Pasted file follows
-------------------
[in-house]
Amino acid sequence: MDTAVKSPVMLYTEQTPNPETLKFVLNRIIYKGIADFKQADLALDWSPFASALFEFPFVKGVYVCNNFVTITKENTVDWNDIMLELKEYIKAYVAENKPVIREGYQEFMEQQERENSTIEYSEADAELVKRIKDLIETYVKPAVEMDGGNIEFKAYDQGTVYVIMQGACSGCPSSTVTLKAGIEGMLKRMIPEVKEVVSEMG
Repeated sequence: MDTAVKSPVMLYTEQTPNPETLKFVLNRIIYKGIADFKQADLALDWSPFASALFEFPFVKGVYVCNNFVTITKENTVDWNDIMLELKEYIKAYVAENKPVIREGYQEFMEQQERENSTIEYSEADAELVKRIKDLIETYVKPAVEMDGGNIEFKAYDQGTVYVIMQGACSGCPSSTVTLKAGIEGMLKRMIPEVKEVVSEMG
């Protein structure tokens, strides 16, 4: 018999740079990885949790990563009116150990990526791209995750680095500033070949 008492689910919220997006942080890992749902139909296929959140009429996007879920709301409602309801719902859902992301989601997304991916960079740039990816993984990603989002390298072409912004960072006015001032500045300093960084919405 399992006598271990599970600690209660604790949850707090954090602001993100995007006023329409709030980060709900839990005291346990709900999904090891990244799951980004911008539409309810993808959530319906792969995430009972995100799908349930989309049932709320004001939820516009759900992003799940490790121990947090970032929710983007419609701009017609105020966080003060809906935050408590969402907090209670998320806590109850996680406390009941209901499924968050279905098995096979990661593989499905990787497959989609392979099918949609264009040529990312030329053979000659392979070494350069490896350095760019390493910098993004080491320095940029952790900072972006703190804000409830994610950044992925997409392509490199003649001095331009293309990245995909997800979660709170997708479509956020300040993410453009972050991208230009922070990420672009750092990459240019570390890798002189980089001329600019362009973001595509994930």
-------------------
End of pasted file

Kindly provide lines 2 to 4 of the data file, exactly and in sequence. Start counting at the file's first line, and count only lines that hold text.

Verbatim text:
Amino acid sequence: MDTAVKSPVMLYTEQTPNPETLKFVLNRIIYKGIADFKQADLALDWSPFASALFEFPFVKGVYVCNNFVTITKENTVDWNDIMLELKEYIKAYVAENKPVIREGYQEFMEQQERENSTIEYSEADAELVKRIKDLIETYVKPAVEMDGGNIEFKAYDQGTVYVIMQGACSGCPSSTVTLKAGIEGMLKRMIPEVKEVVSEMG
Repeated sequence: MDTAVKSPVMLYTEQTPNPETLKFVLNRIIYKGIADFKQADLALDWSPFASALFEFPFVKGVYVCNNFVTITKENTVDWNDIMLELKEYIKAYVAENKPVIREGYQEFMEQQERENSTIEYSEADAELVKRIKDLIETYVKPAVEMDGGNIEFKAYDQGTVYVIMQGACSGCPSSTVTLKAGIEGMLKRMIPEVKEVVSEMG
């Protein structure tokens, strides 16, 4: 018999740079990885949790990563009116150990990526791209995750680095500033070949 008492689910919220997006942080890992749902139909296929959140009429996007879920709301409602309801719902859902992301989601997304991916960079740039990816993984990603989002390298072409912004960072006015001032500045300093960084919405 399992006598271990599970600690209660604790949850707090954090602001993100995007006023329409709030980060709900839990005291346990709900999904090891990244799951980004911008539409309810993808959530319906792969995430009972995100799908349930989309049932709320004001939820516009759900992003799940490790121990947090970032929710983007419609701009017609105020966080003060809906935050408590969402907090209670998320806590109850996680406390009941209901499924968050279905098995096979990661593989499905990787497959989609392979099918949609264009040529990312030329053979000659392979070494350069490896350095760019390493910098993004080491320095940029952790900072972006703190804000409830994610950044992925997409392509490199003649001095331009293309990245995909997800979660709170997708479509956020300040993410453009972050991208230009922070990420672009750092990459240019570390890798002189980089001329600019362009973001595509994930």